Originally, as we see from the Hebrew scriptures, a hardy race of shepherds, farmers, and warriors, they were forced into the business of finance by the canonical law which forbade Christians to lend money at interest, and also by the persecution, robbery and risk of banishment to which Christian prejudice made them always liable. For these reasons they had to have their belongings in a form in which they could at any moment be concealed from robbers, or packed up and carried off if their owners suddenly found themselves told to quit their homes. So they were practically compelled to traffic in coins and precious metals and jewellery, and in many places all other trades and professions were expressly forbidden to them. This traffic in coins and metals naturally led to the business of moneylending and finance, and the centuries of practice, imposed on them by Christianity, have given them a skill in this trade, which is now the envy of Christians who have in the meantime found out that there is nothing wicked about moneylending, when it is honestly done. At the same time these centuries of persecution have given the Jews other qualities which we have more reason to envy than their skill in finance, such as their strong family affection and the steadfastness with which they stand by one another in all countries of the world. The fact of their being scattered over the face of the earth has given them added strength since finance became international. The great Jew houses have relations and connections in every business centre, and so their power has been welded, by centuries of racial prejudice, into a weapon the strength of which it is easy for popular imagination to exaggerate. Christendom forced the money power into the hands of this persecuted race, and now feels sorry when it sees that in an ordered and civilized society, in which it is no longer possible to roast an awkward creditor alive, money power is a formidable force. That a large part of this power is in the hands of a family party, scattered over all lands in which finance is possible, is another reason why, as I have already shown, international finance works for peace. The fact of the existence of the present war, however, shows that the limits of its power are soon reached, at times when the nations believe that their honour and safety can only be assured by bloodshed.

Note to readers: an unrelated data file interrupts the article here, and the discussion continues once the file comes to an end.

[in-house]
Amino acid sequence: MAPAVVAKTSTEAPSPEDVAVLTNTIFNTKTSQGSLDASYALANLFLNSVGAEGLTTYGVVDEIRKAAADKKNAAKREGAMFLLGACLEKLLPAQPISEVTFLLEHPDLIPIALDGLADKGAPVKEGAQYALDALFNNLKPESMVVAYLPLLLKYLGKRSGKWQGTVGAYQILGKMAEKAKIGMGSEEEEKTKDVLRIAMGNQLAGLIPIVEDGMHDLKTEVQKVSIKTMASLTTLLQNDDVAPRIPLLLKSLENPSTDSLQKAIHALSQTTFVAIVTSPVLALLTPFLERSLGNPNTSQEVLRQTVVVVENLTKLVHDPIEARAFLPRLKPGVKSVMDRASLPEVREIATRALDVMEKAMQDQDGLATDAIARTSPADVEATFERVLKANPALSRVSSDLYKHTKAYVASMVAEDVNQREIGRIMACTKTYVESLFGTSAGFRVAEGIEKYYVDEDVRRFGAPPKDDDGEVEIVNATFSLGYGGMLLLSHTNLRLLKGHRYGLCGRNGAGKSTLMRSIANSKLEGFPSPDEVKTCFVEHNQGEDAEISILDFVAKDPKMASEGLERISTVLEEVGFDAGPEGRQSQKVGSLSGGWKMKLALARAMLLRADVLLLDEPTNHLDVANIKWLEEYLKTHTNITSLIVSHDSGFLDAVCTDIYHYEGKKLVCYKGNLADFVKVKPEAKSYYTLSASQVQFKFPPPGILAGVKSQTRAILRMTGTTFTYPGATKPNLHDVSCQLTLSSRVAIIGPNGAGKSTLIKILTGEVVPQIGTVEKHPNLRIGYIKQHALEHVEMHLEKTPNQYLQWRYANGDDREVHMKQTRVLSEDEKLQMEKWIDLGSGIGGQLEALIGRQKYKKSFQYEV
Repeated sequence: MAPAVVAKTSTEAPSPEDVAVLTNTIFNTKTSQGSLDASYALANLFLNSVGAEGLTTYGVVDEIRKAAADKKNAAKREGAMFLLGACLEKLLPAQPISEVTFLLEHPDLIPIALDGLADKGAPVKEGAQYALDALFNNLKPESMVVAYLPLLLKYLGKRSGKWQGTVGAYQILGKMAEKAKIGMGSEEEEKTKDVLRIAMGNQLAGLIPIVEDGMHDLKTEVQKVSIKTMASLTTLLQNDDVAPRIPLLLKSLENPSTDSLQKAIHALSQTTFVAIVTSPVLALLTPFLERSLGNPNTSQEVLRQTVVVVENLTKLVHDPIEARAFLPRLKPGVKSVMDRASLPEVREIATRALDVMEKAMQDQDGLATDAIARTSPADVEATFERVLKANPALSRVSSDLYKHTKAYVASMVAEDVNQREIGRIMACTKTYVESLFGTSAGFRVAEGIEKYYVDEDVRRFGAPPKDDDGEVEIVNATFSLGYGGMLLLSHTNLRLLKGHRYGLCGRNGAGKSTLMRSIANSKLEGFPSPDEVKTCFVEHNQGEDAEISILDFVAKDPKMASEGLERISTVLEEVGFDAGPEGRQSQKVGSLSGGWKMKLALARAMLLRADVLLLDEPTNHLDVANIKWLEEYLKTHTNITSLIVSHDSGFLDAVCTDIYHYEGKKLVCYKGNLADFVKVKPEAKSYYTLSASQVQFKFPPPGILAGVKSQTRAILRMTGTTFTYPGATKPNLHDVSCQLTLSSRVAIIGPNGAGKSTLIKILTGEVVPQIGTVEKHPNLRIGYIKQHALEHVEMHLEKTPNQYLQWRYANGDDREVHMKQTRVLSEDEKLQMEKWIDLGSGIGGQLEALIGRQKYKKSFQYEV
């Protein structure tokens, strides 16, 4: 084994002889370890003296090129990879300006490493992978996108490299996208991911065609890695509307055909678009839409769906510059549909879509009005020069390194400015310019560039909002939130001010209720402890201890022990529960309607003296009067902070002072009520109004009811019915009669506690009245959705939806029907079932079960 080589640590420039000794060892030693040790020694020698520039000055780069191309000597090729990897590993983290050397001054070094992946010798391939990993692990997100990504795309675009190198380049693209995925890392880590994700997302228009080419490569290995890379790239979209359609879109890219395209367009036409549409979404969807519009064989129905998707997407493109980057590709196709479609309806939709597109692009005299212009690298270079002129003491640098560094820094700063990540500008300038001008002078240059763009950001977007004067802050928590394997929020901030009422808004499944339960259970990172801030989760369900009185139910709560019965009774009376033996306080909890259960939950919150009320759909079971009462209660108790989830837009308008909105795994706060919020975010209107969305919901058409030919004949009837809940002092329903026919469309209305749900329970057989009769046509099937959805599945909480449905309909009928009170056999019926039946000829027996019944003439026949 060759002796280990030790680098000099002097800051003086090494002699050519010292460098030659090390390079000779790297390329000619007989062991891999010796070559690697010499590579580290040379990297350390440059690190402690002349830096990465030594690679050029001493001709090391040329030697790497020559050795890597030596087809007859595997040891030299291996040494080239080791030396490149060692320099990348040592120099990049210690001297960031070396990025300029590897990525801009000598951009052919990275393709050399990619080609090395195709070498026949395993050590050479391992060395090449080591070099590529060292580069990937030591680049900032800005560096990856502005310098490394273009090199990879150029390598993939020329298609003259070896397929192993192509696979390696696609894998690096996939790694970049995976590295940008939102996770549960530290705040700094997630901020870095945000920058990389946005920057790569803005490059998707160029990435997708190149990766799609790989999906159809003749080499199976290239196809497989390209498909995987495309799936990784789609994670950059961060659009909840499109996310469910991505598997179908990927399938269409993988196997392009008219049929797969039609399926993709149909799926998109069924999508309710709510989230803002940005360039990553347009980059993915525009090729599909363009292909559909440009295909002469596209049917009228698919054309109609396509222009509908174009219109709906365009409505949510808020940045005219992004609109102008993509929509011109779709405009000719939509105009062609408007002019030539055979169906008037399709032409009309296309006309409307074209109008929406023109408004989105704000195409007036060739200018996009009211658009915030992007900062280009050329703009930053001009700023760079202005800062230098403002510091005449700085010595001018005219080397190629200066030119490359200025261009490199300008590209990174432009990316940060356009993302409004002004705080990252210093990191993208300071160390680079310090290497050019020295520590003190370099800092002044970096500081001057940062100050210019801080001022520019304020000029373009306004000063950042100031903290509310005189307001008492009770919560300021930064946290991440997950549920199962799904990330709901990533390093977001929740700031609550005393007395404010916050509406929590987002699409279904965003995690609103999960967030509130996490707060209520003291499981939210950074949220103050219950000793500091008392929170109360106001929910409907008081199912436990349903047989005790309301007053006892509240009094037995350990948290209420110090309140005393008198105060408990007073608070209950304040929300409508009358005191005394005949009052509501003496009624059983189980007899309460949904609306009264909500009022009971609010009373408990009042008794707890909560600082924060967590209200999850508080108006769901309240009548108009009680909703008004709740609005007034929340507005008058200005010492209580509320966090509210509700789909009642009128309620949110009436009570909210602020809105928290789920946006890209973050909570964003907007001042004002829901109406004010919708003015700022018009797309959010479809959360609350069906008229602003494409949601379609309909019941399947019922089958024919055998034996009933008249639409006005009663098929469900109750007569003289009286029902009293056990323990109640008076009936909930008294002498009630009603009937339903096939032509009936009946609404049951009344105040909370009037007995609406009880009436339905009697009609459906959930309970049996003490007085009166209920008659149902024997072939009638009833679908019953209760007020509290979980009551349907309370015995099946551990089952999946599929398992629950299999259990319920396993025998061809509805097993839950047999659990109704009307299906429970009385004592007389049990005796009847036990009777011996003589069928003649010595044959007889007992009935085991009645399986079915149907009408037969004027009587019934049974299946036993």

A large part of the popular prejudice against financiers may thus be ascribed to anti-Semitic feeling. We are still like the sailor who was found beating a Jew as a protest against the Crucifixion, and, when told that it had happened nearly two thousand years ago, said that he had only heard of it that morning.

But, when we have purged our minds of this stupid prejudice, we are still faced by the fact that international finance is often an unclean business, bad both for the borrower and for the lender and profitable only to a horde of parasites in the borrowing country, and to those who handle the loan in the lending country, and get subscriptions to it from investors who are subsequently sorry that they put their eggs into a basket with no bottom to it. Under ideal conditions our money is lent by us, through a first-rate and honourable finance house, to a country which makes honest use of it in developing its resources and increasing its power to make and grow things. The loan is taken out from England in the shape of goods and services required for the equipment of a young country, and the interest comes in every year in the shape of food and raw material that feeds us and helps our industry. Such, it may be asserted with confidence, is the usual course of events, and must have been so, or England could not have been so greatly enriched by her moneylending operations abroad, and the productive power of the world could not have grown as it has, under the top-dressing that our finance and trade have given it. But though it is thus clear enough that the business must have been on the whole honestly and soundly worked, there have been some ugly stains on its past, and its recent history has not been quite free from unsavoury features.

International Finance Page 32

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